Firewall is an interactive media installation created with Mike Allison. A stretched sheet of spandex acts as a membrane interface sensitive to depth that people can push into and create fire-like visuals as well as expressively play music.

The original concept stems from a performance piece I’m currently developing as Purring Tiger (with Kiori Kawai) titled Mizalu, which will premiere in June 2013. During one scene in the performance dancers will press into the spandex with the audience facing the opposite side. Mizalu is about death and experience of reality, so this membrane represents a plane that you can experience but never get through. As hard as you try to understand what’s in between life and death, you can never fully know.

The piece was made using Processing, Max/MSP, Arduino and a Kinect. The Kinect measures the average depth of the spandex from the frame it is mounted on. If the spandex is not being pressed into nothing happens. When someone presses into it the visuals react around where the person presses, and the music is triggered. An algorithm created with Max allows the music to speed up and slow down and get louder and softer, based on the depth. This provides a very expressive musical playing experience, even for people who have never played music before. A switch is built into the frame which toggles between two modes. The second mode is a little more aggressive than the first.

User Testing:

On Again Off Again revisited – triggering projection mapping proof of concept

I used an Arduino to turn the strings of an acoustic guitar into switches (an update from this older post). Each time one of the strings is plucked a video is triggered in Max/Jitter and mapped to the frets of the guitar using Mad Mapper. Code for the Arduino sketch is below. To get the Max patch click here.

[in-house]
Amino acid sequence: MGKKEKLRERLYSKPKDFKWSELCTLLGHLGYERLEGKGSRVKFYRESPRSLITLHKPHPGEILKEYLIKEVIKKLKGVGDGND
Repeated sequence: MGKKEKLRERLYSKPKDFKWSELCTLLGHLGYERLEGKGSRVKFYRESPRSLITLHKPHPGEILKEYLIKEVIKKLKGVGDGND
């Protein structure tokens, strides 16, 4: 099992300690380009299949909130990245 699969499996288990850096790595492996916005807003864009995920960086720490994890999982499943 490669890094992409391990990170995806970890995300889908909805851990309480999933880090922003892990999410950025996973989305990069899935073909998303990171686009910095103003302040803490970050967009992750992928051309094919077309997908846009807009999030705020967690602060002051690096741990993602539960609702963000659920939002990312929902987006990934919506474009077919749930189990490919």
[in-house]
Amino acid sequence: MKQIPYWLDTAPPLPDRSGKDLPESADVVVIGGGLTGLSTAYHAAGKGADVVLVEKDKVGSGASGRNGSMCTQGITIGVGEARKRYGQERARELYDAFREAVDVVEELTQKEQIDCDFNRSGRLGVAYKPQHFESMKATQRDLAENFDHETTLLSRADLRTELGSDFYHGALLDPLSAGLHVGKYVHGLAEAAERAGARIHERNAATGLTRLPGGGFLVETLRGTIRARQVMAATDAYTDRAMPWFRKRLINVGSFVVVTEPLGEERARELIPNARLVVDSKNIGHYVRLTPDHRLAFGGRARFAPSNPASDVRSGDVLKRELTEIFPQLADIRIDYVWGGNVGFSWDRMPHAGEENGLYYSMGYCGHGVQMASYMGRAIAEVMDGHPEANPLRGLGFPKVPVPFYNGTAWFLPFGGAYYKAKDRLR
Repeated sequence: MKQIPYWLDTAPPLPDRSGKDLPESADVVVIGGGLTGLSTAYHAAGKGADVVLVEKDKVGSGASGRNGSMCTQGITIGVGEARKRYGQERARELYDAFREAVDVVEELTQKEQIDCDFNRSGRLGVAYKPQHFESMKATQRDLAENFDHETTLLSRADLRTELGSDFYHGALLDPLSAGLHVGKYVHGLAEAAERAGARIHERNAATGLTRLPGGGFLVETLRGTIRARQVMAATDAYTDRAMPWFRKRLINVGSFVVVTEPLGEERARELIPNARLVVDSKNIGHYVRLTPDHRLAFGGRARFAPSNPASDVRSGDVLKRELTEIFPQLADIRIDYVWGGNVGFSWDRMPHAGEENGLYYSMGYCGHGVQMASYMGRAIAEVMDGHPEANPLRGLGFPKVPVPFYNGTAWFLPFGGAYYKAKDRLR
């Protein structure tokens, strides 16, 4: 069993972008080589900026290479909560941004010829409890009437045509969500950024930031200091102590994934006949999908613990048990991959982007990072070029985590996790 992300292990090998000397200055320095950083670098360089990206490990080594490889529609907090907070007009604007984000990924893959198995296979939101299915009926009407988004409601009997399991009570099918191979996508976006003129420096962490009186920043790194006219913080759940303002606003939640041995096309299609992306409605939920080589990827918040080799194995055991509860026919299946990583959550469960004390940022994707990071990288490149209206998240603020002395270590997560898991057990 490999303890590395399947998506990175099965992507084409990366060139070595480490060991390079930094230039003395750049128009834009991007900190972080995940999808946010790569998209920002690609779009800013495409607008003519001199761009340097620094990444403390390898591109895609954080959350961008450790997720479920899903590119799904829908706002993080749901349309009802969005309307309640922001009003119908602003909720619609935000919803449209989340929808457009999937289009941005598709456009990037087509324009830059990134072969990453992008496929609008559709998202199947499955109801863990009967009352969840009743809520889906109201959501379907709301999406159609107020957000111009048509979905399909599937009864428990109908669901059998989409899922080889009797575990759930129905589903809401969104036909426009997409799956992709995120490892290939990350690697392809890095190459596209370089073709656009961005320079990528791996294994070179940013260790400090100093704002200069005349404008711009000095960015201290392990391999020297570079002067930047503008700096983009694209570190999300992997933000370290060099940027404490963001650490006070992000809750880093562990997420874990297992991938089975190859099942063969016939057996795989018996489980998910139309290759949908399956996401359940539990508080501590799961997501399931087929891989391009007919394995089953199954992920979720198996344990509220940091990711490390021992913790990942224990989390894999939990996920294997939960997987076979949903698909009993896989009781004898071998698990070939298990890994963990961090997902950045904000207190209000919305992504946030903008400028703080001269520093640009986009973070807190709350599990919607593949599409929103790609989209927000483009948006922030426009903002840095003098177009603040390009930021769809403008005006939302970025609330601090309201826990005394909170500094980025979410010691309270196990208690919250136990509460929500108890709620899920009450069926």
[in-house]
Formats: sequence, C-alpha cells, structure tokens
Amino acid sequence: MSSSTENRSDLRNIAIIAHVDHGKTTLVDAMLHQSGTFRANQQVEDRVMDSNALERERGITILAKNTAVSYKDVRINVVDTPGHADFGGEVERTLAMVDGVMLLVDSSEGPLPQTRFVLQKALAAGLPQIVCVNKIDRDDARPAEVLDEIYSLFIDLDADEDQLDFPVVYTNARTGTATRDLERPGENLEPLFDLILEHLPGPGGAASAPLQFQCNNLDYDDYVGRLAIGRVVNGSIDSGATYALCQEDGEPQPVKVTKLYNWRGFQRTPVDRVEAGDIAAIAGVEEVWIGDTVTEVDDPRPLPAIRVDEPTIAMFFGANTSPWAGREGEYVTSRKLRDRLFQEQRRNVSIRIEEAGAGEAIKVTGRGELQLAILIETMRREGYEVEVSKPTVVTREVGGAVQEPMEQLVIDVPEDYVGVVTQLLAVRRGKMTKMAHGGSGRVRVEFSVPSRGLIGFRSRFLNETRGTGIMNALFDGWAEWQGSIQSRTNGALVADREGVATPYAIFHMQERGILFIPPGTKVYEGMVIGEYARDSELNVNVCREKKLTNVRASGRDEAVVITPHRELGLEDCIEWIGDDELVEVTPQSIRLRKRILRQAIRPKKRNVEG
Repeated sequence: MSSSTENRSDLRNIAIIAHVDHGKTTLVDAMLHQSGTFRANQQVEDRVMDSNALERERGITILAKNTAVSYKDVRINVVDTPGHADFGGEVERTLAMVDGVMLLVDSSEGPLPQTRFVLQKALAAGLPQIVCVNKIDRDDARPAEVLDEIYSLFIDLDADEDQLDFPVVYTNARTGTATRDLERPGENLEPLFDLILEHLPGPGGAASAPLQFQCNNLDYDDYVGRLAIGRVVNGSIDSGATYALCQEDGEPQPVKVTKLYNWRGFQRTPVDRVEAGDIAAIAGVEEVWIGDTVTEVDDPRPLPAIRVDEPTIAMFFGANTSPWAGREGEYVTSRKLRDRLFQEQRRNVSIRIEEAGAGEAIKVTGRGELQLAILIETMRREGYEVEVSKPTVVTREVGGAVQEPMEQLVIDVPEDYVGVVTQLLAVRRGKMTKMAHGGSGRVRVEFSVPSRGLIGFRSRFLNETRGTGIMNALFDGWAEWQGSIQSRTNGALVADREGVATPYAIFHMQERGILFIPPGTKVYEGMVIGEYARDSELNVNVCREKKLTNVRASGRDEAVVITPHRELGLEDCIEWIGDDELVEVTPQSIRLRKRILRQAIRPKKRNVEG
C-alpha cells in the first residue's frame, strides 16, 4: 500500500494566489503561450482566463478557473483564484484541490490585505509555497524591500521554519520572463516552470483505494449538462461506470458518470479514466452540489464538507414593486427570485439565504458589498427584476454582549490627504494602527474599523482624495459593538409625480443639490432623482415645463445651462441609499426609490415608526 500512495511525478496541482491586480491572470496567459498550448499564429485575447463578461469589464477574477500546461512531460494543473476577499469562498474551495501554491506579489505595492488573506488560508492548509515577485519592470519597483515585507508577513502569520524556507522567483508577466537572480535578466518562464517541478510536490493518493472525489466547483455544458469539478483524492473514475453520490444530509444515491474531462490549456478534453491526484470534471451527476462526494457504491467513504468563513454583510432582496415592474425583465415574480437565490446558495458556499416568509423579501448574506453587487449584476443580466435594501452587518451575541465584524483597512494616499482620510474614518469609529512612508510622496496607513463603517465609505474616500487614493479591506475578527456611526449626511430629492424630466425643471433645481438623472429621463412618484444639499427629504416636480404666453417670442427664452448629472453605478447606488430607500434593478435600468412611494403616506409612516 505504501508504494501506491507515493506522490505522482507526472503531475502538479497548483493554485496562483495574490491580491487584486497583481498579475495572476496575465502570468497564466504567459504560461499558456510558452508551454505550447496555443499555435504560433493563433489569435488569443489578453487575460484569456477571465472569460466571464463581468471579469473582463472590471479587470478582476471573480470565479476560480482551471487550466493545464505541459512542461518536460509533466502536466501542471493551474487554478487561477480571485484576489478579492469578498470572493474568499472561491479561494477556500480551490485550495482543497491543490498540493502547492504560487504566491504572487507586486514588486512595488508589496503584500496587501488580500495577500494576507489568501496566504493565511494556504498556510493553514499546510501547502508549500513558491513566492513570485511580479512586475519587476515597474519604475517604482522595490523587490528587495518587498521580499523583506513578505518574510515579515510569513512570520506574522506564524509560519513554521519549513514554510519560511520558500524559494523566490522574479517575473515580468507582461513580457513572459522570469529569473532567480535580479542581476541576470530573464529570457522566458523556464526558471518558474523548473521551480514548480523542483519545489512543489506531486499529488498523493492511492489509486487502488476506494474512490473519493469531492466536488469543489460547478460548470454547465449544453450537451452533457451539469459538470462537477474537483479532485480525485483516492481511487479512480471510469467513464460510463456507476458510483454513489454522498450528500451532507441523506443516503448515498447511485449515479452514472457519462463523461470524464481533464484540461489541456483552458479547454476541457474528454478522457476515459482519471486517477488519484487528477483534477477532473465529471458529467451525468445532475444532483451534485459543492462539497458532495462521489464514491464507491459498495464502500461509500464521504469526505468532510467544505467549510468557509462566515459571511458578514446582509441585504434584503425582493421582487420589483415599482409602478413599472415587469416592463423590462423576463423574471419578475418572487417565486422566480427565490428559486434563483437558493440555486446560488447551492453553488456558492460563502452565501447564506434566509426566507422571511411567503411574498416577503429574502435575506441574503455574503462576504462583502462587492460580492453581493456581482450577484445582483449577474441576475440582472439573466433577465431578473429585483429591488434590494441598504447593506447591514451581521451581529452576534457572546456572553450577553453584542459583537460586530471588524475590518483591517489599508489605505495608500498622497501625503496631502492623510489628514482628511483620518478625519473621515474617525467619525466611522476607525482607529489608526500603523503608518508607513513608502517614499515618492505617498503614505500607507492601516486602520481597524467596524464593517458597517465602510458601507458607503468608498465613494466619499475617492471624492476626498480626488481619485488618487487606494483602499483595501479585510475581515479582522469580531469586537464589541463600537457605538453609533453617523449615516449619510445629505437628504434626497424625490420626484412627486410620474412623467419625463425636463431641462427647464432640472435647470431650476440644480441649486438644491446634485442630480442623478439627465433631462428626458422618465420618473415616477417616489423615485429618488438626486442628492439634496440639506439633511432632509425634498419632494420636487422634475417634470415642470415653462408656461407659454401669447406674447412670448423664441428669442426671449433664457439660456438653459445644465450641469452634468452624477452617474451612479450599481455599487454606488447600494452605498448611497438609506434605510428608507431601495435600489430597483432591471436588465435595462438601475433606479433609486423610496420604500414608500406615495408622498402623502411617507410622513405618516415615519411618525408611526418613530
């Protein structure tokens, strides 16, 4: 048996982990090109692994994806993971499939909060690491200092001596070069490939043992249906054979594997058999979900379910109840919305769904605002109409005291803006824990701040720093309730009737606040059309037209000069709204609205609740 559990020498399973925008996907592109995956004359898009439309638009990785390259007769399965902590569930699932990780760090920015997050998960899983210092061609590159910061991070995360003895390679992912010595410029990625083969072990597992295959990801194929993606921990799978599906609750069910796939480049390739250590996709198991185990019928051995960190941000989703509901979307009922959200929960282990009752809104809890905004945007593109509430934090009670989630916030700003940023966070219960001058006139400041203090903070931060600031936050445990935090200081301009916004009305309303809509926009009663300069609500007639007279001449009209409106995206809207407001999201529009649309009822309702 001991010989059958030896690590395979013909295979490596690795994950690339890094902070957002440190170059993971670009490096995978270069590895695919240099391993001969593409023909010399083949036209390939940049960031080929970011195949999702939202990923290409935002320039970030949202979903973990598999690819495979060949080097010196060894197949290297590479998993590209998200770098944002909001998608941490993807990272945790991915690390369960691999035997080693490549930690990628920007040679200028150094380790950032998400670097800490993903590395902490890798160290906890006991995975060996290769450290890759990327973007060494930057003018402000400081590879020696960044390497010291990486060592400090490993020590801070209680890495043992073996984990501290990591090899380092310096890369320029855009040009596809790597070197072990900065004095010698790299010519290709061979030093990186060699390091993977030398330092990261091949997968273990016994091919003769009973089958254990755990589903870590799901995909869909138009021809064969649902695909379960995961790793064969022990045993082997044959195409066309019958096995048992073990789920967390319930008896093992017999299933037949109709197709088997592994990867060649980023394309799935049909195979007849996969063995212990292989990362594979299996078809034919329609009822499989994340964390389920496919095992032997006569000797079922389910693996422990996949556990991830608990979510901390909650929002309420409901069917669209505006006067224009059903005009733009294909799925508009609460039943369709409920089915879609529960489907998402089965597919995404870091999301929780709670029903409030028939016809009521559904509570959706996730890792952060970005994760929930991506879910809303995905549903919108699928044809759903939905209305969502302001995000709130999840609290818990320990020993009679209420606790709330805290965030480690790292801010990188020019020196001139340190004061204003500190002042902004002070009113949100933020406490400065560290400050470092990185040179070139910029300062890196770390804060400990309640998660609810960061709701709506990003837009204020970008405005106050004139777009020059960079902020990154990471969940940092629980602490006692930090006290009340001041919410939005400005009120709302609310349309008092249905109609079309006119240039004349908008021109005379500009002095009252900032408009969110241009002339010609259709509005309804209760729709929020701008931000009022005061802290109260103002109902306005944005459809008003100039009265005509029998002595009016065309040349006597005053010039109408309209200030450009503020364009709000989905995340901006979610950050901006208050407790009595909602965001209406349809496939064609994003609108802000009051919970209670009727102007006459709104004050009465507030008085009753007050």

Physical Computing’s Greatest Hits (and misses) – response

I’ve seen a lot of the projects listed in Physical Computing’s Greatest Hits (and misses). One that I’ve had recent experience with is the hand as cursor example. For GO-Brooklyn Open Studios I created a hand as cursor projection where 100 particles followed each hand of each user in a different color, and drew lines (pictures below). The installation was pretty effective. People intuitively use their hands when they see something they want to interact with. With this installation people could immediately see the effects of their actions, since the particles drew lines wherever the user moved their hands. The results were pleasing to see too, due to the physics that the particles were operating with. It was really enjoyable for me watching everyone have so much fun with it.

The installation also had a sound component. Based on the distance between both hands, sounds were triggered in certain spaces of the room. This was a little less effective because their was no visual reference for the users. They could tell that they were doing something that made the sounds, but couldn’t tell quite what it was that the sounds were linked to.

I’ve also created body as cursor projects for live performance where dancers’ movements are tracked from above. This is a little less obvious to the audience, since they are not directly interacting with it, but can be effective for using multiple people’s movements to draw things on screen.

GO – Brooklyn Open Studios pictures:

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